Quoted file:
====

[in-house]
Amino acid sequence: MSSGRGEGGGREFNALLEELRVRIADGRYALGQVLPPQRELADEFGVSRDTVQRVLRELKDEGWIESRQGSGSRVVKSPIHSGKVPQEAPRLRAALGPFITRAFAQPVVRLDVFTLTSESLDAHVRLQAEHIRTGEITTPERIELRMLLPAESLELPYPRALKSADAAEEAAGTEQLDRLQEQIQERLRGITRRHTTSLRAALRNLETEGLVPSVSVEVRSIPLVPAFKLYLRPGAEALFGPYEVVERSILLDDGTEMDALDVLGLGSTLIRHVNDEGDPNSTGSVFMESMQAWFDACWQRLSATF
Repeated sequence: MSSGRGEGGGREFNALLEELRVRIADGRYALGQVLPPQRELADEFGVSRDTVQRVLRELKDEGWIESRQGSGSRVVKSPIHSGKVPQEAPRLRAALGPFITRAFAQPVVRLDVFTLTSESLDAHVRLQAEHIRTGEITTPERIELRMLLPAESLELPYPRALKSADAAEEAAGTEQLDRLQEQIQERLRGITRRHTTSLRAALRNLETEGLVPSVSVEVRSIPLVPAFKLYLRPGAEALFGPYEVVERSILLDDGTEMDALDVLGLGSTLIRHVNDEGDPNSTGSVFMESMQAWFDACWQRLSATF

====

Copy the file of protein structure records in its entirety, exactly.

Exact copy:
[in-house]
Amino acid sequence: MSSGRGEGGGREFNALLEELRVRIADGRYALGQVLPPQRELADEFGVSRDTVQRVLRELKDEGWIESRQGSGSRVVKSPIHSGKVPQEAPRLRAALGPFITRAFAQPVVRLDVFTLTSESLDAHVRLQAEHIRTGEITTPERIELRMLLPAESLELPYPRALKSADAAEEAAGTEQLDRLQEQIQERLRGITRRHTTSLRAALRNLETEGLVPSVSVEVRSIPLVPAFKLYLRPGAEALFGPYEVVERSILLDDGTEMDALDVLGLGSTLIRHVNDEGDPNSTGSVFMESMQAWFDACWQRLSATF
Repeated sequence: MSSGRGEGGGREFNALLEELRVRIADGRYALGQVLPPQRELADEFGVSRDTVQRVLRELKDEGWIESRQGSGSRVVKSPIHSGKVPQEAPRLRAALGPFITRAFAQPVVRLDVFTLTSESLDAHVRLQAEHIRTGEITTPERIELRMLLPAESLELPYPRALKSADAAEEAAGTEQLDRLQEQIQERLRGITRRHTTSLRAALRNLETEGLVPSVSVEVRSIPLVPAFKLYLRPGAEALFGPYEVVERSILLDDGTEMDALDVLGLGSTLIRHVNDEGDPNSTGSVFMESMQAWFDACWQRLSATF